This massive stimulus project even produced its own booms, busts, and bubbles. When the Lakota were finally starved and murdered into submission, the opening of the Dakota Territory produced the Great Dakota Boom that lead to a 734% increase in population from 1870 to 1880 in what is now South Dakota. Not surprisingly, the boom ended with capital flight and a return to reality for the standard of living in the territory.
But that didn’t stop the flood west well beyond 1890, with miners, farmers, and other settlers looking for cheap land gained by military conquest and paid for with the blood of Apaches, Utes, Cheyennes and others.
Moreover, as is often the case with government wealth transfers and subsidies, the frontier stimulus and welfare programs produced a sense of entitlement in the minds of many Americans.
This attitude was even dramatized in Laura Ingalls Wilder’s autobiographical Little House series of books.
In Little House on the Prairie (1935), Charles Ingalls moves the family to “Indian Territory” in what is now Kansas. It’s not entirely clear if the land they’re settling on is open to settlement or not, but it is just assumed that it eventually will be open to settlement, so the Ingallses built a house and a farm. After several uneventful encounters with Indians, it’s the U.S. Army that forces the Ingallses off the land, informing them that the territory is not open.
This message isn’t received well by Charles, and in By the Shores of Silver Lake (1939), Charles remarks that the U.S. Government still owed him a homestead after forcing him off the Kansas land. Later, while planning his homestead in South Dakota, Charles sings a song, which was no doubt popular among homesteaders of the age:
Oh, come to this country,
And have no fear of harm,
Our Uncle Sam is rich enough,
To give us all a farm!
While not quite something for nothing, free frontier lands were nonetheless something more for something less than what would have been the case on a frontier characterized by unsubsidized markets. The settlers wanted land without having to buy it from Indians or anyone else, and they wanted to be able to move to unsettled lands without having to make provision for their own self defense. Many of us would no doubt desire the same were we in a similar situation, but the fact remains that frontier policy of the post-war period was just as much about the politics of hand-outs as anything else.
In nineteenth-century America, had freedom been the rule instead of state-managed and centrally-planned settlement, settlers would have been free to attempt a move to Indian lands of course, but without any guarantees of safety or cheap land handed over by the state. In order to be allowed to stay on Indians lands, new settlers would have had to provide services and goods the Indians could not produce themselves. Gunsmiths, blacksmiths, merchants and doctors would have all of course been highly valuable. Settlers who wanted land, on the other hand, such as miners and farmers, would have been driven off.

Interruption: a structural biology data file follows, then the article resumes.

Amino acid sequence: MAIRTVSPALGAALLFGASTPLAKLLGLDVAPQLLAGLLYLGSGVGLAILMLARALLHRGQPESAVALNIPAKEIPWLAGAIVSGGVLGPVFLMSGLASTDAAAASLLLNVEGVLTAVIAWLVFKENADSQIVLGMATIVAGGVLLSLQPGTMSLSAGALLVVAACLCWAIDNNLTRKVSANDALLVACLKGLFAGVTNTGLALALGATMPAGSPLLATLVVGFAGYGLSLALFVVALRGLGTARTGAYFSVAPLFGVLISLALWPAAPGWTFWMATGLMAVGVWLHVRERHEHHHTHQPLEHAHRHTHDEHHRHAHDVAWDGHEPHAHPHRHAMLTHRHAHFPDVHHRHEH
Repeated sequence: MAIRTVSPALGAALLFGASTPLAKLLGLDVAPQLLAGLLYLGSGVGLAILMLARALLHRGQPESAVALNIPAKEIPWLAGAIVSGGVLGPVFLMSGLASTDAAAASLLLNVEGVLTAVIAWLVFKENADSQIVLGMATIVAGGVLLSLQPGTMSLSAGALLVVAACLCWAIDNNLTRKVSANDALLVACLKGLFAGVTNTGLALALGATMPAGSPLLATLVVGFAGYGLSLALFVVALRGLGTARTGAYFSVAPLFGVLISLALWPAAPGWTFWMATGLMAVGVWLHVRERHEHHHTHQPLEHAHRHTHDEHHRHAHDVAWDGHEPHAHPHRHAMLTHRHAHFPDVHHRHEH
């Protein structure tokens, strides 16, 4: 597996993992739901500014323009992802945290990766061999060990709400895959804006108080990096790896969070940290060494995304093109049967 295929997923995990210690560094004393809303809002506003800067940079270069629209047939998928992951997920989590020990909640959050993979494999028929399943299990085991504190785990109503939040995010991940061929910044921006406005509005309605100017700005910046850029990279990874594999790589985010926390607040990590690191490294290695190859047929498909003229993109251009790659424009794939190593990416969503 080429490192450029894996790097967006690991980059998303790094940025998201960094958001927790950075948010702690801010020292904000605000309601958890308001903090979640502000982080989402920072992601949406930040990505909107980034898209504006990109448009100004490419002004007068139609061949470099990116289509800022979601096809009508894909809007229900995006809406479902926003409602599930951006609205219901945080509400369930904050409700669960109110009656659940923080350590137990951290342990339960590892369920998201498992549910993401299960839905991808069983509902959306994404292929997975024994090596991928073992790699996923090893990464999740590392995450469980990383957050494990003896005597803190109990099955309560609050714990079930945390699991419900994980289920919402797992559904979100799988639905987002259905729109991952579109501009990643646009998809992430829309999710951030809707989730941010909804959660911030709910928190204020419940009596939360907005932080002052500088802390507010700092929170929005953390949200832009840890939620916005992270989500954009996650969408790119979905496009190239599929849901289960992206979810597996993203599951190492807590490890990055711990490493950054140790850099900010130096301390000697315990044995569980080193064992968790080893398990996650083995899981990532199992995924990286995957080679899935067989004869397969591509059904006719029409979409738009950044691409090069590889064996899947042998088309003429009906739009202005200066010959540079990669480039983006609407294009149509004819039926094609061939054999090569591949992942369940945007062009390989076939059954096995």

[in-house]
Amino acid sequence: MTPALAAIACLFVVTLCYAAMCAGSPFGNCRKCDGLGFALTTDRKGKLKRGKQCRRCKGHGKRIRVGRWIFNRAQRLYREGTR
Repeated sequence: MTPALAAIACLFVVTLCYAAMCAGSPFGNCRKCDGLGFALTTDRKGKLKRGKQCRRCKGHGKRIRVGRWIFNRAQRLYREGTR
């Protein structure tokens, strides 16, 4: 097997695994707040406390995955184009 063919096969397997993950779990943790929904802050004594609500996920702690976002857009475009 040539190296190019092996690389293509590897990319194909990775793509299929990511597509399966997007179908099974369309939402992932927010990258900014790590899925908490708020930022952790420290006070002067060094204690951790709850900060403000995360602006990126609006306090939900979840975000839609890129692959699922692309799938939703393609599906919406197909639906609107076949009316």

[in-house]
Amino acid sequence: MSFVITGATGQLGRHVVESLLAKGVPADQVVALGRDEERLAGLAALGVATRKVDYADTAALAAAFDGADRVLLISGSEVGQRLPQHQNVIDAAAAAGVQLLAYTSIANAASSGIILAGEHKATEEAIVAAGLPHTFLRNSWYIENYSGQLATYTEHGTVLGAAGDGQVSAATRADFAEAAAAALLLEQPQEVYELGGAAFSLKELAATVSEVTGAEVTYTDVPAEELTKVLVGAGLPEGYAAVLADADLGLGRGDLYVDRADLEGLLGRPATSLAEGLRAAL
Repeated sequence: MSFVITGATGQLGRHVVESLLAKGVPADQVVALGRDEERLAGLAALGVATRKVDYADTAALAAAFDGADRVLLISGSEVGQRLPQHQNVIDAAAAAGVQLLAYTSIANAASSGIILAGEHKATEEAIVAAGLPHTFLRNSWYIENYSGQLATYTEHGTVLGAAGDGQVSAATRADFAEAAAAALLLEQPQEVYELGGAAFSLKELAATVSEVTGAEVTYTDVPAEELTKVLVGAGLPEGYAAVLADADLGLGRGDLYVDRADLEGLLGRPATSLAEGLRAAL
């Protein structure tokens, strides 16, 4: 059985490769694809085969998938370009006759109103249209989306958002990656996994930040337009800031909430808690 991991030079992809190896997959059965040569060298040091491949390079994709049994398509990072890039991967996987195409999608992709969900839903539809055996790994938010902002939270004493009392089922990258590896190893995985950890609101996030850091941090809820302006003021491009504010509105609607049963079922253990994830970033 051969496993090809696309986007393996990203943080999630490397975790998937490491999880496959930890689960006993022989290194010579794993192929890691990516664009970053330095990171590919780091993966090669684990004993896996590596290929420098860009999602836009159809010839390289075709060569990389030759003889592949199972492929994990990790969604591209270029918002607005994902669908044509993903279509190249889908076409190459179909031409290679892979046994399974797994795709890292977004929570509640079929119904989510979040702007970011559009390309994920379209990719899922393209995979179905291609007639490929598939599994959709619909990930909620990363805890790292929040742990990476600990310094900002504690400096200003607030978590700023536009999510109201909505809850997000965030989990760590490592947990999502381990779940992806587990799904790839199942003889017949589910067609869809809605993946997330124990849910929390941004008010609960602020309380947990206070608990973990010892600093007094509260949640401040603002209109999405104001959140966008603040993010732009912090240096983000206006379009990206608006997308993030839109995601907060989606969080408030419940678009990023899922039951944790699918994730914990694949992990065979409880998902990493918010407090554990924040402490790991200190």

As always, trade would have been a great unifying and pacifying factor, and those who contend that Indians and whites were too culturally incompatible to trade are indulging in the leftist myths about Indians being unable to comprehend private ownership, trade, and markets.
Had the Feds not moved in to arrange free lands for settlers, the evolution of the frontier would have been slower, more socially complex, and would likely have been characterized by a network of whites in towns and villages along waterways and private railroads, surrounded by Indian-controlled hinterlands. There are examples of just this sort of settlement pattern in various times and places, but such processes of free settlement are of little use to states.
Much better for states is the nineteenth-century frontier model in which the central government moves in, seizes vast tracts of land, and then doles out some of it to voters. Even better for the central government is the fact that if often gets to keep huge amounts of stolen land for itself, and to this day over 50 percent of land in most Western states is owned by the Federal government.
The claim that settlers somehow had to be there and were but meek child-like innocents seeking to make their way in the world has little basis in reality. As Kit Carson noted, the reservation system became a necessity (in his mind) due to the fact that settlers relentlessly moved onto Indian lands and then agitated for more government protection, railroads, and free lands. The U.S. government was happy to oblige, and the symbiotic relationship between voter and government in the pursuit of stolen goods continues to this day.